At Donald Miller's Storyline blog, a post by John Richmond discusses the importance of a mid-life crisis. Apparently, anyone who is in their mid-40s, has a mortgage, and a kid or three qualifies for one. I've got my hand up, since it appears I qualify. Richmond further states that his wife told him there was no room in their budget for a sports car or a mistress, and I would guess that's the case with most of us who qualify.
Richmond brings up some really good points. There are hollow promises related to those things that are not going to bring us true value, like a sports car. I went down this road. Right after my wife died, I was 34, a single parent of an infant child, and I was completely overwhelmed by my job and life itself. I knew I had to get myself realigned and off of a path of self-pity, buy my self-confidence was just too low to deal with the stresses life had delivered to me. Instead of looking towards God for spiritual help, which is what I needed, I looked for ways to handle it myself through the materialistic world. I needed a new car. Gone was the four-door sedan that I had purchased a few years before, which at the time was a very sensible car for a new family. Gone was the old beat-up Jeep Cherokee with well over 100K miles on it (but was paid for). In came a shiny new SUV *AND* a convertible Mustang, which I was convinced would make me happy. That worked well, didn't it?
That was sarcasm. Of course it didn't work well. The Mustang made no sense. My daughter couldn't ride with me when the top was down because she got way too much wind in her face. The SUV got rotten gas mileage at a time when gas prices were getting more and more expensive, and it just sat in front of the house, waiting for the occasional road trip vacation, but hardly worth the expense of purchasing it.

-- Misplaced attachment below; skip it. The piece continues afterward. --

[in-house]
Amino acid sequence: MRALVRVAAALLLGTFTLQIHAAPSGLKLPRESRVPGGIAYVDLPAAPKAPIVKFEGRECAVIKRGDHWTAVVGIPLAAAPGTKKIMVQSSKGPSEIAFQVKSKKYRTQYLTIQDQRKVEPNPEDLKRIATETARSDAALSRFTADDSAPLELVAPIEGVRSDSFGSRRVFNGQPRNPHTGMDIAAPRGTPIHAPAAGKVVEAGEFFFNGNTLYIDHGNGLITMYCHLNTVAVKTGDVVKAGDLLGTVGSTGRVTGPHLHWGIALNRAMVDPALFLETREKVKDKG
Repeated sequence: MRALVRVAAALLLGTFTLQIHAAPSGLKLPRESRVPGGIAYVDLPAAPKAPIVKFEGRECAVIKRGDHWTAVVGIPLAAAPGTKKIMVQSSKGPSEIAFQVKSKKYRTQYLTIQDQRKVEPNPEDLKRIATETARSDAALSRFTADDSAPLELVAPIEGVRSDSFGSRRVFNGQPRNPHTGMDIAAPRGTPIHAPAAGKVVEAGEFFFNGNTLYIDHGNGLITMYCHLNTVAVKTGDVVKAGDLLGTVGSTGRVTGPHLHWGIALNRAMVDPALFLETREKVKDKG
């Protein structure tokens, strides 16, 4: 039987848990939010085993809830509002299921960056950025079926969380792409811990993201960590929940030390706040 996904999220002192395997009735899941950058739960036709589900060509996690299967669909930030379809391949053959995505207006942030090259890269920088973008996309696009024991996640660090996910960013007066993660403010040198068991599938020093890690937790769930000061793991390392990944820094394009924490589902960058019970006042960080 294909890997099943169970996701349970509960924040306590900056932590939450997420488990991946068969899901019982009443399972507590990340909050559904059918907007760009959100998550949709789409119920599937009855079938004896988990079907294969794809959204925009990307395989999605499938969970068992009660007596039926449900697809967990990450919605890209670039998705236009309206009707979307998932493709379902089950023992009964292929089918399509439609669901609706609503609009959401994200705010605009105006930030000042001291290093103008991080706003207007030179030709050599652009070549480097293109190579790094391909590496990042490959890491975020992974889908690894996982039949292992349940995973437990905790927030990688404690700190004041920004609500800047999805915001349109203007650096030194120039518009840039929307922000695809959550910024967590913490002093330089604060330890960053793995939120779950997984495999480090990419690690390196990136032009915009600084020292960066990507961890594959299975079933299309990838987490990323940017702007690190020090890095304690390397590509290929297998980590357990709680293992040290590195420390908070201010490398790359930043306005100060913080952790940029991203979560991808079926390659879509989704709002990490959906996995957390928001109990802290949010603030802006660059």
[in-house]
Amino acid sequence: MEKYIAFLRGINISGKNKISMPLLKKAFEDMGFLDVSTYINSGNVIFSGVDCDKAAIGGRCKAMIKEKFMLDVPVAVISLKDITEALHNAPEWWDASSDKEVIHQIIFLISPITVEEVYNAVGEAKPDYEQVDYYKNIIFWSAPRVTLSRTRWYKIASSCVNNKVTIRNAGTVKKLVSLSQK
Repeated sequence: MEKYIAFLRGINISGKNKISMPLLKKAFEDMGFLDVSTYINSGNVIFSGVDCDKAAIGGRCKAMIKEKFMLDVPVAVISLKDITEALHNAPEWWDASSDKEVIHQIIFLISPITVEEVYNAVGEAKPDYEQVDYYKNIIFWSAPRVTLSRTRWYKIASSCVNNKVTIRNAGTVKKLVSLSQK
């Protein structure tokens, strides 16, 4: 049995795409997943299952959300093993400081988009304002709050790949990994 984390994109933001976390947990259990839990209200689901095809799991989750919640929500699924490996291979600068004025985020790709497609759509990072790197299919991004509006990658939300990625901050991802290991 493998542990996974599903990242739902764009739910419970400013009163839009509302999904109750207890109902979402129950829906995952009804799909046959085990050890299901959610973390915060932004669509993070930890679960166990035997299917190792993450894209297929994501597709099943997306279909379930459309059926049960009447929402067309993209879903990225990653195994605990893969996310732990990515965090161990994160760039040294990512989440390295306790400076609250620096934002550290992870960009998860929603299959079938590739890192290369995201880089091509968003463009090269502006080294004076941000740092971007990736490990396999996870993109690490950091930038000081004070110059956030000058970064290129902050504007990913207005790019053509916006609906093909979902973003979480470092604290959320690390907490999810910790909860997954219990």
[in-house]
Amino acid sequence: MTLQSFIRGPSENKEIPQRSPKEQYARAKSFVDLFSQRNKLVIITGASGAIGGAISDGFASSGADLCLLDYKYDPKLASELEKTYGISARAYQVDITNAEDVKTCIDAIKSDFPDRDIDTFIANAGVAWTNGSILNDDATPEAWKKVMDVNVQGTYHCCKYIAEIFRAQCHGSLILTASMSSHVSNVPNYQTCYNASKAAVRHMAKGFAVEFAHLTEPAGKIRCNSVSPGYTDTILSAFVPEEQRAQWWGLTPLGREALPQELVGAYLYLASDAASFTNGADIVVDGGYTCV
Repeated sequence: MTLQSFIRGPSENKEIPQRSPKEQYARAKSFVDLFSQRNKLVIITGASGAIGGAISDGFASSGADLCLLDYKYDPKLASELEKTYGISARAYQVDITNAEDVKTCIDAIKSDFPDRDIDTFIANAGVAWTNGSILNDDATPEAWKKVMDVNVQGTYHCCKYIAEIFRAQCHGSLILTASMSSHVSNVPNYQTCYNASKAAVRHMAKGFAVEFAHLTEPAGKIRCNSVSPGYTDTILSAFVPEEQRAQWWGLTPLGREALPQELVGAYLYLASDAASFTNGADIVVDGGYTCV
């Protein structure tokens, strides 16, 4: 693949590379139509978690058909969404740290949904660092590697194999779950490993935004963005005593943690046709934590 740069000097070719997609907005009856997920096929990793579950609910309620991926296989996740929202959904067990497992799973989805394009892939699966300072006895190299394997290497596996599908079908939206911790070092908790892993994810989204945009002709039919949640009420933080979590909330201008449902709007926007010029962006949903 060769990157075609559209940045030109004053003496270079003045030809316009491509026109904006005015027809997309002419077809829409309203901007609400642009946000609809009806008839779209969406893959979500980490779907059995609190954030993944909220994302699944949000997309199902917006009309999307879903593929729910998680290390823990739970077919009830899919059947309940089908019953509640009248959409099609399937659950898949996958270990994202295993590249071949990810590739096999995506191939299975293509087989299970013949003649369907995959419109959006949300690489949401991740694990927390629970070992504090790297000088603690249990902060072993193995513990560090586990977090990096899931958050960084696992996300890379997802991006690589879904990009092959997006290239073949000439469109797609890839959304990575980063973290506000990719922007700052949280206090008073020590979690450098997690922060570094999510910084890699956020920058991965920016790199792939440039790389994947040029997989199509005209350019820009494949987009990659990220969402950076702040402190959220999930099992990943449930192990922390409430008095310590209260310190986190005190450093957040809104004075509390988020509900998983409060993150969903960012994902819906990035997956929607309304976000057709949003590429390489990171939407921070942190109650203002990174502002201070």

I also jumped back in the dating pool when I absolutely had no business swimming in it. I had not gotten my spiritual, personal relationship with Jesus back to where it needed to be, which is necessary before considering a new relationship with a potential mate. Friends and family were just happy to see me out there dating again, which convinced them that I had moved on from my wonderful but no longer valid marriage.
In my head, though, I thought I was doing the right things. New cars, new dating relationships.... it was a mid-life crisis, and I had fallen right into the trap of looking at the wrong things (the "societal norms", if you will) for happiness. I didn't look towards God, who is the source for completeness.
Ten years later, and I'm in a much better place. While I'm still not all the way there, I'm certainly feeling like I'm on the right track. God is keeping me centered, and I'm aligning the other areas of my life in the direction and priority they need to be in. I have a long way to go. Interestingly, I'm at the age now where I might have had a mid-life crisis, had I not had one already. And I guess the rule book doesn't say you can't have more than one. But I'm certainly better prepared for it should it happen. I don't think it will, though. Lessons learned, and all that. Thank God.
I hope you all have a wonderful Thanksgiving with your loved ones. Blessings and best wishes from my family to yours.
In HIS Grip,